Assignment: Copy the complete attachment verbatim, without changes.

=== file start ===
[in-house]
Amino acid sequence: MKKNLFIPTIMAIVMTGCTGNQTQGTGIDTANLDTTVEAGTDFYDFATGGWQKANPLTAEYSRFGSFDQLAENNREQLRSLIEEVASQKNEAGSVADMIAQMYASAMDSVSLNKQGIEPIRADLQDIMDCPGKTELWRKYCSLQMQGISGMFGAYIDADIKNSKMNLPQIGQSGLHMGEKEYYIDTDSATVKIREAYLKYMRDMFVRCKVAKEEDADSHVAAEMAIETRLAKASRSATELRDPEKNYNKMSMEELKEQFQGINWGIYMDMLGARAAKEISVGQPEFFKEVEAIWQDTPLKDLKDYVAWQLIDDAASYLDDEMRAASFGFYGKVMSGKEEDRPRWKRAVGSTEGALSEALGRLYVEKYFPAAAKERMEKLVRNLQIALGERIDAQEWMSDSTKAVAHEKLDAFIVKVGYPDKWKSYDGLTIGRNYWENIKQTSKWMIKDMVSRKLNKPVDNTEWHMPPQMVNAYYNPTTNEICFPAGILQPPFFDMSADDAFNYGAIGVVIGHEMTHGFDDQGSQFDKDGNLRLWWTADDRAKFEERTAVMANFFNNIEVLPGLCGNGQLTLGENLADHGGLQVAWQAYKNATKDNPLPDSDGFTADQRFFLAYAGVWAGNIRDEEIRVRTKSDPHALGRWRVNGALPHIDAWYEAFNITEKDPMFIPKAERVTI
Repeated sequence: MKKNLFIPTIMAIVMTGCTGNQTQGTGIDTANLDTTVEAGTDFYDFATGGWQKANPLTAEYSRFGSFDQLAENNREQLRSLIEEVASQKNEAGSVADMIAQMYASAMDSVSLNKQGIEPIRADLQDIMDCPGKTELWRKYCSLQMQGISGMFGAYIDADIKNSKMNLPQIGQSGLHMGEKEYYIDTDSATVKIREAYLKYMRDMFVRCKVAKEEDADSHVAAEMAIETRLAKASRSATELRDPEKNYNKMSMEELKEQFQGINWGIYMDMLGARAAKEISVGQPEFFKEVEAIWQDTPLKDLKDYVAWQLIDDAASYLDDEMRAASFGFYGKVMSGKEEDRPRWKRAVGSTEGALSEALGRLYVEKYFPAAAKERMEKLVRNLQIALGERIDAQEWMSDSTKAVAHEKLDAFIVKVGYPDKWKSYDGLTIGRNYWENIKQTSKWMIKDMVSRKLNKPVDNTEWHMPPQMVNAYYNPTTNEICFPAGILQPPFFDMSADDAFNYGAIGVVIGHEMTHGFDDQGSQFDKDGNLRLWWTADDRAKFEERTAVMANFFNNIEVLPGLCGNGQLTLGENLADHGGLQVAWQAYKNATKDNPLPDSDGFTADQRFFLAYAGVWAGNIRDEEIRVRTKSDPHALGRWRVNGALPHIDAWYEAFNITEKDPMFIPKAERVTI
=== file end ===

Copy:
[in-house]
Amino acid sequence: MKKNLFIPTIMAIVMTGCTGNQTQGTGIDTANLDTTVEAGTDFYDFATGGWQKANPLTAEYSRFGSFDQLAENNREQLRSLIEEVASQKNEAGSVADMIAQMYASAMDSVSLNKQGIEPIRADLQDIMDCPGKTELWRKYCSLQMQGISGMFGAYIDADIKNSKMNLPQIGQSGLHMGEKEYYIDTDSATVKIREAYLKYMRDMFVRCKVAKEEDADSHVAAEMAIETRLAKASRSATELRDPEKNYNKMSMEELKEQFQGINWGIYMDMLGARAAKEISVGQPEFFKEVEAIWQDTPLKDLKDYVAWQLIDDAASYLDDEMRAASFGFYGKVMSGKEEDRPRWKRAVGSTEGALSEALGRLYVEKYFPAAAKERMEKLVRNLQIALGERIDAQEWMSDSTKAVAHEKLDAFIVKVGYPDKWKSYDGLTIGRNYWENIKQTSKWMIKDMVSRKLNKPVDNTEWHMPPQMVNAYYNPTTNEICFPAGILQPPFFDMSADDAFNYGAIGVVIGHEMTHGFDDQGSQFDKDGNLRLWWTADDRAKFEERTAVMANFFNNIEVLPGLCGNGQLTLGENLADHGGLQVAWQAYKNATKDNPLPDSDGFTADQRFFLAYAGVWAGNIRDEEIRVRTKSDPHALGRWRVNGALPHIDAWYEAFNITEKDPMFIPKAERVTI
Repeated sequence: MKKNLFIPTIMAIVMTGCTGNQTQGTGIDTANLDTTVEAGTDFYDFATGGWQKANPLTAEYSRFGSFDQLAENNREQLRSLIEEVASQKNEAGSVADMIAQMYASAMDSVSLNKQGIEPIRADLQDIMDCPGKTELWRKYCSLQMQGISGMFGAYIDADIKNSKMNLPQIGQSGLHMGEKEYYIDTDSATVKIREAYLKYMRDMFVRCKVAKEEDADSHVAAEMAIETRLAKASRSATELRDPEKNYNKMSMEELKEQFQGINWGIYMDMLGARAAKEISVGQPEFFKEVEAIWQDTPLKDLKDYVAWQLIDDAASYLDDEMRAASFGFYGKVMSGKEEDRPRWKRAVGSTEGALSEALGRLYVEKYFPAAAKERMEKLVRNLQIALGERIDAQEWMSDSTKAVAHEKLDAFIVKVGYPDKWKSYDGLTIGRNYWENIKQTSKWMIKDMVSRKLNKPVDNTEWHMPPQMVNAYYNPTTNEICFPAGILQPPFFDMSADDAFNYGAIGVVIGHEMTHGFDDQGSQFDKDGNLRLWWTADDRAKFEERTAVMANFFNNIEVLPGLCGNGQLTLGENLADHGGLQVAWQAYKNATKDNPLPDSDGFTADQRFFLAYAGVWAGNIRDEEIRVRTKSDPHALGRWRVNGALPHIDAWYEAFNITEKDPMFIPKAERVTI